The given problem: Plenty of actions/views in a given application
contain a button to call a special function programmed in a separate
controller, which immediately returns to the page where it came from.
With the old version of Rails this was pretty easy: I just passed the
current controller, action, and id as parameters, and the special
action did a
redirect_to controller, action, id
where controller, action, and id were variables.
request.request_uri is the URI of the current request, as a string.
Save it in the session. Then you can easily redirect_to that session
variable anytime you like.
What if you had more than just :controller/:action/:id? Maybe your
route you want to send them back to is more like this?
If you just capture the :controller/:action/:id then you can't
regenerate the route. But since you dont always know what all the
params are, you could capture the entire params hash. But that would
also capture posted values like the form fields for the model you just
created. You don't want that stuff present in your redirect.
These are the reasons you want to capture the URI string, and not the
Since rails 2.0 that "restful routing" introduced an illogical URL
structure that breaks old functions like link_to and redirect_to.
Unfortunately, the path is now generated with explicit functions of
action_model_path(), which makes it really difficult to stitch old and
new scaffolded controllers and view together. Even worse, the URL
cannot be generated dynamically from parameters, you need to now the
name of the function, and thus what you do at the time of program
I believe redirect_to, link_to, button_to, etc., still take :controler
=> ..., :action => ... style arguments. On the off chance I am
mistaken, you can wrap those hashes in a url_for(...) to generate a
string URI for that combination of params.
I'd prefer to not use that "restful routing" since I do not see any
advantage over the old scheme. I still wonder why this at all had been
taken into rails.
Because a world where you create and manage objects in numerous remote
databases through a consistent and simple interface where a "thing" has
a single url, is a powerful concept. It standardizes controller and
view code so you have to think less about it each time you need to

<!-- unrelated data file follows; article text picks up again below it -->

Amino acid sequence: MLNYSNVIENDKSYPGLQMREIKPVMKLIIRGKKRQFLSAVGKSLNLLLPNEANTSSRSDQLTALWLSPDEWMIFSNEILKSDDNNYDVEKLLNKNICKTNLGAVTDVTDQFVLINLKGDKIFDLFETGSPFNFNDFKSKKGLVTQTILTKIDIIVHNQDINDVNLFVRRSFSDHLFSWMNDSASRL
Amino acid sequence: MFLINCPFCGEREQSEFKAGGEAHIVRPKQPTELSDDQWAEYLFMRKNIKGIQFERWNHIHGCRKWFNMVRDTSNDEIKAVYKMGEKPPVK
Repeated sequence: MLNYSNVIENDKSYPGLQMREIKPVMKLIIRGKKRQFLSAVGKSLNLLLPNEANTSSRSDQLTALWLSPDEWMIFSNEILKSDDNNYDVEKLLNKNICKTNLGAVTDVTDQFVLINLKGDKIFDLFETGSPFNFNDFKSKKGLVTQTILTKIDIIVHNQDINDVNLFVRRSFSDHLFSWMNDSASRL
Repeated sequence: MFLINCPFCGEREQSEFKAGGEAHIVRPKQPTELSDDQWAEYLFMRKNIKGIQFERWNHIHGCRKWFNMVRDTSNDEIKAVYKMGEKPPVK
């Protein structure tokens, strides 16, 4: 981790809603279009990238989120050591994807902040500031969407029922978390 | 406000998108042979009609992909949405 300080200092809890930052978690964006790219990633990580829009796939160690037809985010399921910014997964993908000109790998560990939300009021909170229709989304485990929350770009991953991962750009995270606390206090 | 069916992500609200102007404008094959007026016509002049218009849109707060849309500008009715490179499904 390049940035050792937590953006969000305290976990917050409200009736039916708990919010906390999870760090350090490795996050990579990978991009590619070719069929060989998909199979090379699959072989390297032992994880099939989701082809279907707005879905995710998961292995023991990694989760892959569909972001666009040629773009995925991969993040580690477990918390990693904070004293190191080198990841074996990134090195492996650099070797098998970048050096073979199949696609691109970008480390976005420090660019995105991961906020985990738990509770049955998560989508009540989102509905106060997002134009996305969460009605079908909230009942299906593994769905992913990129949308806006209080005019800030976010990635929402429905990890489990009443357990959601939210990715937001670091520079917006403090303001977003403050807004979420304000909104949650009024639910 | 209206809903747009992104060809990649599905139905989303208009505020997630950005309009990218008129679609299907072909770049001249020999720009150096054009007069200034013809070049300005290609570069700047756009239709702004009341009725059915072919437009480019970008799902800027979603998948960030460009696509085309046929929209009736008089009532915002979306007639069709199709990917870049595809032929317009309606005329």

manage new object type. And, if you do it right, it gives you an almost
Unfortunately, the scaffolding now produces "restful" views and thus
makes it hard to avoid it.
I can definitely see why this would be awkward if you have a lot of
non-restful controllers and you are generating scaffolds from the latest
rails. That wold get inconsistent pretty quick unless you RESTful-ized
your old controllers too.
Thus, I am now looking for a way to generate the URLs for both old-
and new style controllers dynamically. I'm afraid that this is
impossible. A workaround might be to pass the full rails part of the
URL /... as a parameter. How could a function running in a default
layout determine the current URL?
As a little test, I tried this is a view I have:
<%=h url_for(:controller => 'users', :action => 'show', :id => 1) %>
<%=h link_to 'Sweet', :controller => 'users' %>
This means url_for, and link_to, and probably redirect_to (though I
didn't check it) will accept a hash it can generate routes from.
If you are not getting the routes you want out of those, then you may
have some issues with ambiguous routes. This happens if you have 2
routes that accept the same requirements. Rails generates a uri for one
route, but you really meant a different route.
This is why named routes are so awesome. Instead of having to reverse
engineer the params hash to figure out the URI, we can explicitly
generate a specific route. This makes it easier when you have a lot of
complex controllers, and it makes your path generation code much
shorter. You don't need to use the named route generator methods all
the time, and to be fair you wouldnt want to when capturing an arbitrary
So, make sure you take a good close look at your routes file and make
sure that it's declaring everything that way you want.
And RESTfulness is a tad wierd at first, but try it out on a new
project, its quite nice when you get your brain around it.